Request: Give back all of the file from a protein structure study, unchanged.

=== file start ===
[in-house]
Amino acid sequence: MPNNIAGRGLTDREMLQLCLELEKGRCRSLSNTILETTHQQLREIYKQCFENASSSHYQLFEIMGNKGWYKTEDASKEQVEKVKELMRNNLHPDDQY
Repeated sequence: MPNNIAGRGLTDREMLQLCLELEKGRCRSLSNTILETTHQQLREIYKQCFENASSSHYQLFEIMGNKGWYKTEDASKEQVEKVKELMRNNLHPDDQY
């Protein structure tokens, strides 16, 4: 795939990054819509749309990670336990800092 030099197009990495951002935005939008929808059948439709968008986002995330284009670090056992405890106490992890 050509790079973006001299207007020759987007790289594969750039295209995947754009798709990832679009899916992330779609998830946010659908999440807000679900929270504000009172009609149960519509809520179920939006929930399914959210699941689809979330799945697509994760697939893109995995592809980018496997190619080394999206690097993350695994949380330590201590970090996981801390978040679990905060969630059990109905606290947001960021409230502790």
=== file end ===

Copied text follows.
[in-house]
Amino acid sequence: MPNNIAGRGLTDREMLQLCLELEKGRCRSLSNTILETTHQQLREIYKQCFENASSSHYQLFEIMGNKGWYKTEDASKEQVEKVKELMRNNLHPDDQY
Repeated sequence: MPNNIAGRGLTDREMLQLCLELEKGRCRSLSNTILETTHQQLREIYKQCFENASSSHYQLFEIMGNKGWYKTEDASKEQVEKVKELMRNNLHPDDQY
């Protein structure tokens, strides 16, 4: 795939990054819509749309990670336990800092 030099197009990495951002935005939008929808059948439709968008986002995330284009670090056992405890106490992890 050509790079973006001299207007020759987007790289594969750039295209995947754009798709990832679009899916992330779609998830946010659908999440807000679900929270504000009172009609149960519509809520179920939006929930399914959210699941689809979330799945697509994760697939893109995995592809980018496997190619080394999206690097993350695994949380330590201590970090996981801390978040679990905060969630059990109905606290947001960021409230502790």